don´t forget the speed boosters.

and tilt/shift adapters.

anyone into bellows?

gosh i think i really have to do a thread on my manual equipment.%)

have fun;)
 

Petrochemist

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[5E]buy yourself a reverse ring or retro ring for your 50mm pentax, and mount it reversed on your camera, and set it to infinity - voila, you have smth about 1:1/1:2 macro lens. without light loss, and extra lens space. put 28mm f2.8 lens instead, and you get 3:1/2:1 macro lens. throw in a doubler, you get 5:1 and double the distance to your subject. now throw in some diopter lens;) well you got the idea...

[5F]get a filter to filter adapter, and put old 28mm prime reversed on 40-150 kit. magnification= lens1/lens2. 150/28=5:1 magnification, with autofocus and magnification zoom. try that on oly 60mm f2.8 with focus stacking.

don´t forget the speed boosters.

and tilt/shift adapters.

anyone into bellows?

gosh i think i really have to do a thread on my manual equipment.%)

have fun;)
You forgot the helicoids, far more robust than bellows & ideal for the reversed lens approach.
Using a spare rear cap to make a hood for the reversed lenses is also worthwhile. It doesn't take long to cut out a suitable hole.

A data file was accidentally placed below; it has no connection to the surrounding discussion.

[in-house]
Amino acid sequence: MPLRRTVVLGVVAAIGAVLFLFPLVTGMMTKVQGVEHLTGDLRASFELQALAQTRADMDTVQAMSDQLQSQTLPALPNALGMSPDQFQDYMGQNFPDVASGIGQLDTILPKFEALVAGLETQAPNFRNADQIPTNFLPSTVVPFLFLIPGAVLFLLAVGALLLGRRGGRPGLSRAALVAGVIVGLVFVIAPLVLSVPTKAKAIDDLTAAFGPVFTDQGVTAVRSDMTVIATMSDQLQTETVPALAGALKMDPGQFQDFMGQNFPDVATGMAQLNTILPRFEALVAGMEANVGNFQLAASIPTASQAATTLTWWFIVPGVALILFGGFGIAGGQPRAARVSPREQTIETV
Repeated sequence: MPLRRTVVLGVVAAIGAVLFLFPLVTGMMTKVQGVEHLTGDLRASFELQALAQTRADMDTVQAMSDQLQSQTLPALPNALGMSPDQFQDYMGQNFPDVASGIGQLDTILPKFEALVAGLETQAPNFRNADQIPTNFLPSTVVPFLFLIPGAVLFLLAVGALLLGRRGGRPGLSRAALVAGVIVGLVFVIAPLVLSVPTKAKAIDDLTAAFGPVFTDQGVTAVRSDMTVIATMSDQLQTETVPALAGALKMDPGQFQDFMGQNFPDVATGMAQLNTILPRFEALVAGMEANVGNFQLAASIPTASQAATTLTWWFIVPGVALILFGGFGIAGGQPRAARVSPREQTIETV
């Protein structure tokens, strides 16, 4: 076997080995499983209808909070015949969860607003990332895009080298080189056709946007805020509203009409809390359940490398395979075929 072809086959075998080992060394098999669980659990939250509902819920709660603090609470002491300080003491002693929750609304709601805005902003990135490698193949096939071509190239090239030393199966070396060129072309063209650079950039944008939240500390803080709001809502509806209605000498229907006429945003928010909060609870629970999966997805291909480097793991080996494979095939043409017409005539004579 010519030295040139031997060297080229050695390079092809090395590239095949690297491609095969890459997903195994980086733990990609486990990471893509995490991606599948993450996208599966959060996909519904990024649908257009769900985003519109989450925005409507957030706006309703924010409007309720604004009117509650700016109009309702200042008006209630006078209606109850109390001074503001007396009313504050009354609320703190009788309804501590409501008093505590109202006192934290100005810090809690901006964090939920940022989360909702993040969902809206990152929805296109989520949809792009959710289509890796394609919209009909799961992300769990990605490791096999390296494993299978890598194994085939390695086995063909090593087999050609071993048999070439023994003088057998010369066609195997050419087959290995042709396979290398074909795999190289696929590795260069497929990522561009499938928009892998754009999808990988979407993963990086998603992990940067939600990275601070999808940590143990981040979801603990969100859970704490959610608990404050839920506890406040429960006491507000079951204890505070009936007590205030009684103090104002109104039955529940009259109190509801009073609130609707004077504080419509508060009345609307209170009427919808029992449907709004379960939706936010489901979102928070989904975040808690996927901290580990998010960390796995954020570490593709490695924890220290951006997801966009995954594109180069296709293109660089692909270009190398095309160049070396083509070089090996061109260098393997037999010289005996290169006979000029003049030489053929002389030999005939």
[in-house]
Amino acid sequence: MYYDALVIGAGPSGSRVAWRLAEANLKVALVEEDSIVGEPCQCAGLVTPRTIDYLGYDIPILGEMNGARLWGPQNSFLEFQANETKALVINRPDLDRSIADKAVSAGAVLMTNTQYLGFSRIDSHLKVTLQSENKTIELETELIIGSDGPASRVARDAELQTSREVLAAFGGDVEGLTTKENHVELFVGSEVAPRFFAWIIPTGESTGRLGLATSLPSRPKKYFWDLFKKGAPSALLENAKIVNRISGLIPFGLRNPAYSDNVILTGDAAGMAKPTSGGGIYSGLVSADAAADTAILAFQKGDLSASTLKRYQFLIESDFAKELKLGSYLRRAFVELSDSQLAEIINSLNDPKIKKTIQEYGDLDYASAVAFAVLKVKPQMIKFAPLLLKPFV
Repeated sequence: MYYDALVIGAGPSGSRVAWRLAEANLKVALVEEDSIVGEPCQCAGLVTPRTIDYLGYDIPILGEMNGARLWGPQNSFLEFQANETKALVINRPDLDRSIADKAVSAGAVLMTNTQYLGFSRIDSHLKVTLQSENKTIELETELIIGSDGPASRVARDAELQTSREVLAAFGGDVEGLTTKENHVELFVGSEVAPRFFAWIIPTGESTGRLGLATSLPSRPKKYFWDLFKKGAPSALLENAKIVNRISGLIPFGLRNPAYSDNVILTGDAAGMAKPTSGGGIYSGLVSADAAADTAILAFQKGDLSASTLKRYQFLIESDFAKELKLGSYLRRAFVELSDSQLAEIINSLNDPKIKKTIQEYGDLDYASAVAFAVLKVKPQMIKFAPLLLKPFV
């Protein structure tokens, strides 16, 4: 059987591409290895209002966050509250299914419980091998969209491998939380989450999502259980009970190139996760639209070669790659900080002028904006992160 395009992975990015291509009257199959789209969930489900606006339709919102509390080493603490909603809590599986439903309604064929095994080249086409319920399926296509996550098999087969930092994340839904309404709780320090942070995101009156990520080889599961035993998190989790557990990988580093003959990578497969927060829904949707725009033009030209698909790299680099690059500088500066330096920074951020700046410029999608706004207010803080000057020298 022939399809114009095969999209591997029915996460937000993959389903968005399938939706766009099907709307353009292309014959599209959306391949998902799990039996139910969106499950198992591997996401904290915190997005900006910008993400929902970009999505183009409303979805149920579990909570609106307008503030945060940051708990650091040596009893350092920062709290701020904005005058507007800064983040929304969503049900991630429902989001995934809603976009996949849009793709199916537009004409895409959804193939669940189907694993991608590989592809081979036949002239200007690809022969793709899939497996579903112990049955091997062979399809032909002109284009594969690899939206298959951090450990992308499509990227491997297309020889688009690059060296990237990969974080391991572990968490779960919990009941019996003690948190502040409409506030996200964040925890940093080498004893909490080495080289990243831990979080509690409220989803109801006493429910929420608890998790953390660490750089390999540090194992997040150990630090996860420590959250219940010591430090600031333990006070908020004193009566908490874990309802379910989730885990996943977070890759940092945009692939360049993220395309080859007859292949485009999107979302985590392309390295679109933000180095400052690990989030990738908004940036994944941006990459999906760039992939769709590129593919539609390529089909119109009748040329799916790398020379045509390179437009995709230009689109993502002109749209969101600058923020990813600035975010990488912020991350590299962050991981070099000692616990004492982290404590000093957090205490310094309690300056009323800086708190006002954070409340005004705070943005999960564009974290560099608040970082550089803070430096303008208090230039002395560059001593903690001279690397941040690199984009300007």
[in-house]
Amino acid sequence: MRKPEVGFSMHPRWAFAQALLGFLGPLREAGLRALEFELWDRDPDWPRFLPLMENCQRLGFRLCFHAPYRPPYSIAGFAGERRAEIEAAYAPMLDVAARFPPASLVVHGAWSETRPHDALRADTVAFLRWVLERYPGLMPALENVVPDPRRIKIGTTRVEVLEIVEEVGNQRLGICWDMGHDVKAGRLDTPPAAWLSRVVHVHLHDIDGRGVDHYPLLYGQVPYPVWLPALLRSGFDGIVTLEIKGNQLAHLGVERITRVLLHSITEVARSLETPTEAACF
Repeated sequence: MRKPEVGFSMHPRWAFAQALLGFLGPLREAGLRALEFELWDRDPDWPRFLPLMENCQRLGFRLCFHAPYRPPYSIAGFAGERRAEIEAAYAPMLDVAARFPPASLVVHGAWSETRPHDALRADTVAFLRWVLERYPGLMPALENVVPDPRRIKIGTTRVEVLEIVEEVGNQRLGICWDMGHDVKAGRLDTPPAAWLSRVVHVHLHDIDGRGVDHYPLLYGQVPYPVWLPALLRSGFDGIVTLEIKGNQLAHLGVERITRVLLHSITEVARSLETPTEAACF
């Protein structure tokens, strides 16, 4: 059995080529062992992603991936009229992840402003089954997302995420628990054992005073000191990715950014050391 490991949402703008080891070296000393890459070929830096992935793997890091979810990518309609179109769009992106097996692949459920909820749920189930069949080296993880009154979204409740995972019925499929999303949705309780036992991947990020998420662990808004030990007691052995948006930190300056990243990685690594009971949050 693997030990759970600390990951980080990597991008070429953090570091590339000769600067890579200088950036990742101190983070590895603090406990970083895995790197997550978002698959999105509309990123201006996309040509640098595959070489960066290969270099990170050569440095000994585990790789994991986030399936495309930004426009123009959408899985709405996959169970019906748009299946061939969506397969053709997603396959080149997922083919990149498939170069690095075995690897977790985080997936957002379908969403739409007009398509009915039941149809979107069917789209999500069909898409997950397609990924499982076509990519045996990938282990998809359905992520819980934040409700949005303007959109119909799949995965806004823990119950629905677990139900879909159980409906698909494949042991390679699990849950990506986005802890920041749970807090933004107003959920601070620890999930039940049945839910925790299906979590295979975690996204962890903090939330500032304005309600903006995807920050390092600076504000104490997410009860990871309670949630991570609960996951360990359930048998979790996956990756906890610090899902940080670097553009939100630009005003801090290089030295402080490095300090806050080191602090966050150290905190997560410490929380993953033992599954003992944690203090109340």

twigboy

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[5E]buy yourself a reverse ring or retro ring for your 50mm pentax, and mount it reversed on your camera, and set it to infinity - voila, you have smth about 1:1/1:2 macro lens. without light loss, and extra lens space. put 28mm f2.8 lens instead, and you get 3:1/2:1 macro lens. throw in a doubler, you get 5:1 and double the distance to your subject. now throw in some diopter lens;) well you got the idea...

[5F]get a filter to filter adapter, and put old 28mm prime reversed on 40-150 kit. magnification= lens1/lens2. 150/28=5:1 magnification, with autofocus and magnification zoom. try that on oly 60mm f2.8 with focus stacking.

don´t forget the speed boosters.

and tilt/shift adapters.

anyone into bellows?